Acknowledging the Changing Seasons of Health

Allison Ross avatar

by Allison Ross |

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This summer was a lovely one. My days were filled with friendship, travel, gardening, and delicious cuisine. I had enough work to keep busy, but wasn’t overloaded. We even brought home a new puppy — a gorgeous, white German shepherd that is smart and loyal. I had so many good health days in a row that I often didn’t feel like a high-risk autoimmune patient.

In Kansas City, Missouri, where I live, the summer extends longer than in the Great Lakes region where I grew up. September here is nowhere close to winter. The sunflowers are in full array, reaching their full height in gardens and fields, and sprinkling some color along highways all over the state. This time of year, temperatures can still reach the 90s. But unlike July, the whisper of a crisp breeze is in the air, especially at night, to signal that it won’t be hot out much longer.

The changing of the seasons is a reminder that life is always in flux. When health complications arise, it’s easier to manage my attitude because these challenges are nothing new. Like shifting weather patterns, I’ve experienced them enough to know that better times are around the corner.

When I was first grappling with ANCA vasculitis, we didn’t even have a name for it. The doctors labeled my most alarming symptom — coughing up blood — an “idiopathic hemorrhage.” My health profile otherwise fit that of a normal teenager, so the extreme onset alone was terrifying, let alone doctors not knowing how to control it.

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That was truly the “winter” of my disease. I was lonely, depressed, and lost.

But a diagnosis finally came after five months. It was then I allowed myself to feel hope. With a name for the illness, we could access treatments and medications that would slow the vessel inflammation. I could gradually ease back into a routine of school, friends, work, and the hobbies I loved. Hearing a diagnosis pronounced was like witnessing the emergence of a March flower from an ice-encrusted landscape.

Relationships with family members, romantic partners, and friends also have seasons. Sometimes two people get along, sometimes they fight bitterly. There are also oscillating patterns with work. An employee can be fueled by the passion of their vocation, or go through a period where they are unmotivated, depressed, or stuck in a rut.

Part of being human is coping with change. My body’s dramatic swings from good to bad and everything in between is the type of shift I’ve learned to focus on most.

Moving from spring to summer signifies a transition into an easier life. The last eight years have reminded me that this era of my health is a sunny one. I eat a healthy diet, sleep well, and generally feel high energy during waking hours. I can envelop myself in comfort and safety. Remission has been kind to me, and I don’t take that for granted.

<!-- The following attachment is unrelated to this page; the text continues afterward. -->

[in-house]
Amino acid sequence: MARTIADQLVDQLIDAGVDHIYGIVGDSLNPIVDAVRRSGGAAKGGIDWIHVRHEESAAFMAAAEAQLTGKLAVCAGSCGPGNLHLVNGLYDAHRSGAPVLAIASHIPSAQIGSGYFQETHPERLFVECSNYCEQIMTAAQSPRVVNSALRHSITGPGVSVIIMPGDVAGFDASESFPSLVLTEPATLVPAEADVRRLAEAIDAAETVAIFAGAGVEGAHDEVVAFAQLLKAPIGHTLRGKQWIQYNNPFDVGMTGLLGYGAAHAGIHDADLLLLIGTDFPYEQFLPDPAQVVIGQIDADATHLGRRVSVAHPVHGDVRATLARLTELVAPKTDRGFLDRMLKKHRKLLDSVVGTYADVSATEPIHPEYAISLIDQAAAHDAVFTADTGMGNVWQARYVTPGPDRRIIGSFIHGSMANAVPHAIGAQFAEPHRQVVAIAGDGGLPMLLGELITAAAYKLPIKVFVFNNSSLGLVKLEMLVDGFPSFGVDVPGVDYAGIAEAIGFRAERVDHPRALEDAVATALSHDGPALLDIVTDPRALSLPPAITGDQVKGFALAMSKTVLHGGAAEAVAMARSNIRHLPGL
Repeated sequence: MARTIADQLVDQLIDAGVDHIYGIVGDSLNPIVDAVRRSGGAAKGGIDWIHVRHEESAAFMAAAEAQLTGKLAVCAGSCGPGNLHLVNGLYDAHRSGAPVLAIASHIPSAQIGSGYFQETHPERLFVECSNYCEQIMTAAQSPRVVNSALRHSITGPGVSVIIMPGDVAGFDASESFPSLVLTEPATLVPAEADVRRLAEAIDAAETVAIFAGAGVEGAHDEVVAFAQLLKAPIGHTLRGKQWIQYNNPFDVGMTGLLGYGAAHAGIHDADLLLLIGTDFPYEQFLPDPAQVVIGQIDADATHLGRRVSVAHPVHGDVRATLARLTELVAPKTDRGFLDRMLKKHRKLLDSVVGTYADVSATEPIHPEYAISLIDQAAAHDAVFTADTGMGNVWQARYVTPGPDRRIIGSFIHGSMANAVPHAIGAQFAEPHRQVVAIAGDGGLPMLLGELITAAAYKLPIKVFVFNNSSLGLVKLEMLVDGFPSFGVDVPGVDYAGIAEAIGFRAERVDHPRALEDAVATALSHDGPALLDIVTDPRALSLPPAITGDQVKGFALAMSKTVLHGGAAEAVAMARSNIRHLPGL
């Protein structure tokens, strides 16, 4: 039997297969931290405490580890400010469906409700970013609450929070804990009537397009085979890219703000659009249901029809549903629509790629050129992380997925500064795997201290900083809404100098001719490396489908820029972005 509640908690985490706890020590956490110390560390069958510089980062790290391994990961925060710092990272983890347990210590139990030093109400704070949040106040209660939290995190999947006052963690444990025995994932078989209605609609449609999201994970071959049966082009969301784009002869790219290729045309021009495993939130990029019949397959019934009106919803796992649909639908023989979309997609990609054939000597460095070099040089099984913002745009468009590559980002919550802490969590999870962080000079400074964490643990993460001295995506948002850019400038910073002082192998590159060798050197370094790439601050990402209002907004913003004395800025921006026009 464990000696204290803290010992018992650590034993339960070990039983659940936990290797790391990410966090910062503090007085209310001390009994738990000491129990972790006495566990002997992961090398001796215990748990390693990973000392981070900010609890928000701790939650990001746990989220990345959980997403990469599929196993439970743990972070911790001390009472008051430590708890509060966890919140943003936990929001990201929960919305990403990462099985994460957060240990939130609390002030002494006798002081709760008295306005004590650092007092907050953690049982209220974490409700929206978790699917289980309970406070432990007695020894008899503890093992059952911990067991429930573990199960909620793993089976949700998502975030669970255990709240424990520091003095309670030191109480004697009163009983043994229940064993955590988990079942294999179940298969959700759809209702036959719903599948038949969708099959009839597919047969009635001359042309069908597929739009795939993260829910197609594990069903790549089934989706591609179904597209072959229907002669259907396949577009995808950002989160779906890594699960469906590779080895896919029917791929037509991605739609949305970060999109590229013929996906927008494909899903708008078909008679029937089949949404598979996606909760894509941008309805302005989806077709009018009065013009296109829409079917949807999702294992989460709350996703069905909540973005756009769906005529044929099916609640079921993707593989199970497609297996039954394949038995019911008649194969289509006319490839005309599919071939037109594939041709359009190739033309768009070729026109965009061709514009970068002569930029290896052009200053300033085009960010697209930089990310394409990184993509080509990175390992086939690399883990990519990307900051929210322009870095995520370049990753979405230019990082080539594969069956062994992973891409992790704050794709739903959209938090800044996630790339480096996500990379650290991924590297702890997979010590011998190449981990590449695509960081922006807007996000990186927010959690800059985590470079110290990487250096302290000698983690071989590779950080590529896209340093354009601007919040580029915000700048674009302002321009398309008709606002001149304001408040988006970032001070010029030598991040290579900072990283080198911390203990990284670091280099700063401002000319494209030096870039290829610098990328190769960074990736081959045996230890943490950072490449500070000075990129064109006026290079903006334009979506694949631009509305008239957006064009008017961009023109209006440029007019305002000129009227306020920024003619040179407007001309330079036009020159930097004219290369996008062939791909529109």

The danger is that this illness can be inconspicuous until it’s too late. Something in my lungs or kidneys could go very wrong, with the threat lurking for weeks before noticeable symptoms appear. By then, the autoimmune attack may be bad enough that I’d need a heavier dose of meds or a hospitalization, or I could suffer long-lasting organ damage.

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That’s why it’s crucial to be so in tune with the seasons of my health. Just as I check the weather app on my phone before heading outdoors for a weekend activity, I don’t ignore the barometer of my physical mood. If I’m tired, I rest. If I’m hungry, I eat. Even fatigue can be a real indication of my condition going south. Ultimately, my immune system’s swinging patterns can be controlled if I know to watch for them.

As we head toward the cooler half of the year, I can have peace knowing that my disease is generally stable these days. And when the icy winds do blow, I’ll have a solid foundation of security, knowledge, and self-care to sustain me until summer comes around again.


Note: ANCA Vasculitis News is strictly a news and information website about the disease. It does not provide medical advice, diagnosis, or treatment. This content is not intended to be a substitute for professional medical advice, diagnosis, or treatment. Always seek the advice of your physician or other qualified health provider with any questions you may have regarding a medical condition. Never disregard professional medical advice or delay in seeking it because of something you have read on this website. The opinions expressed in this column are not those of ANCA Vasculitis News or its parent company, BioNews, and are intended to spark discussion about issues pertaining to ANCA vasculitis.


Lawrence Pasquale avatar

Lawrence Pasquale

With this illness, do doctors suggest getting the Covid-19 vaccine?

Carolyn avatar


Beautiful written, Allison!


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